Producers will pay a premium for Bt corn seed, but no additional control expenditures for pheromone traps, scouting or insecticide will be necessary for corn borers. The disadvantage, of course, is that the premium for Bt seed cannot be recouped if infestations are light this year.

Louisiana producers are fortunate to have several well-adapted Bt varieties to chose from. Based on LSU AgCenter research at six locations around the state, nine Bt varieties are recommended for 2004 based on yield performance.

The list includes Pioneer 31B13, DeKalb DKC 68-70, DeKalb DKC 69-70, Terral 2160 Bt, Terral 2155 Bt, Terral 26BR10n, Genesis 3214, Genesis 2A16 and N83-N5. The Bt technology (Yieldgard Corn Borer) in these varieties will control southwestern corn borer, sugarcane borer and European corn borer.

It will also suppress (incomplete control) corn earworm and fall armyworm, but it will not control rootworms or cutworms. Producers should refer to LSU AgCenter Pub. 2827, “Corn Hybrids for 2004”, for other agronomic qualities of these varieties.

To preserve the benefits of Bt corn, producers are required to follow a resistance management program. In Louisiana, producers are required to plant a 50 percent refuge of non-Bt corn on every farm where Bt corn is planted. This refuge should be planted within one-half mile of the Bt corn, and it should be planted at the same time. There are several configuration options in which the refuge acreage can be arranged with the Bt acreage.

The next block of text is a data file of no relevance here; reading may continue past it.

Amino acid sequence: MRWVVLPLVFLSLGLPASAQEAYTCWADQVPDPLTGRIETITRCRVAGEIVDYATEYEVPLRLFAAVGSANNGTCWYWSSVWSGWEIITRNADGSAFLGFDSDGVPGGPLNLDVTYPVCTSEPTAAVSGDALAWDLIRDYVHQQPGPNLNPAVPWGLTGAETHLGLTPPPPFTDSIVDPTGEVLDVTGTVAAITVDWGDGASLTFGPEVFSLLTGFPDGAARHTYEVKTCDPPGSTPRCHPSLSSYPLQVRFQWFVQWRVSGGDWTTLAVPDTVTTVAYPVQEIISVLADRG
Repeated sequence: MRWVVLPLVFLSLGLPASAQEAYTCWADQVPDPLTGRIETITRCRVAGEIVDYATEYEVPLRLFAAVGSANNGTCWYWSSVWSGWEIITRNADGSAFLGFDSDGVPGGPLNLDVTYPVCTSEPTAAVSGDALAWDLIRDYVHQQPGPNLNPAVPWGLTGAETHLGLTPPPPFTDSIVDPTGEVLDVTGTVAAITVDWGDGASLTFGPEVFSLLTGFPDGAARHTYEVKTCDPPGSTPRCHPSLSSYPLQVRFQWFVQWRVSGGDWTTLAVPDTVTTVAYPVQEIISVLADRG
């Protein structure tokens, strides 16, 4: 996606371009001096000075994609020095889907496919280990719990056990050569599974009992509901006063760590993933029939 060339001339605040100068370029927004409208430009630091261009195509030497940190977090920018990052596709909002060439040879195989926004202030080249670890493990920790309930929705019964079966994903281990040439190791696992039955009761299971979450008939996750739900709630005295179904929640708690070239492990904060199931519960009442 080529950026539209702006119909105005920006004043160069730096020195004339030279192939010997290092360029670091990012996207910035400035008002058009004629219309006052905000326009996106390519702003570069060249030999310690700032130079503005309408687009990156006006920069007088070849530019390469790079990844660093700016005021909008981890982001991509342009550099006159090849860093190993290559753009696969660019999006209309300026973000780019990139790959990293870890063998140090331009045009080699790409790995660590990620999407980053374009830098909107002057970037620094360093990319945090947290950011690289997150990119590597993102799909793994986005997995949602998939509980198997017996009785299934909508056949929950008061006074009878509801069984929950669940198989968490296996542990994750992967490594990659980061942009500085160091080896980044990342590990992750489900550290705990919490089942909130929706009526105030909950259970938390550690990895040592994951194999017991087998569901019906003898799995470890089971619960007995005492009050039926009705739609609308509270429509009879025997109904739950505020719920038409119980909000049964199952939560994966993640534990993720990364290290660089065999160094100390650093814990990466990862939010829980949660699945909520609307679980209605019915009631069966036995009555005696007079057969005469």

First, the refuge can be planted in a separate field. Another way is to plant the refuge acreage as a block or blocks within the Bt field. These blocks of refuge corn should be large enough so that they can be easily treated with insecticide, if necessary. Also, a field can be strip planted by splitting the planter so that four or more rows of refuge corn are alternated with four or more rows of Bt corn.

The disadvantage of this configuration is that the refuge strips cannot be treated with insecticide separately. The advantage to strip planting, theoretically, is that the Bt strips may buffer the refuge strips or dilute the corn borer population in the field. Mixing Bt seed with non-Bt seed is not an allowable refuge option.

Jack Baldwin is an Extension entomologist with the LSU AgCenter.

e-mail: jbaldwin@agctr.lsu.edu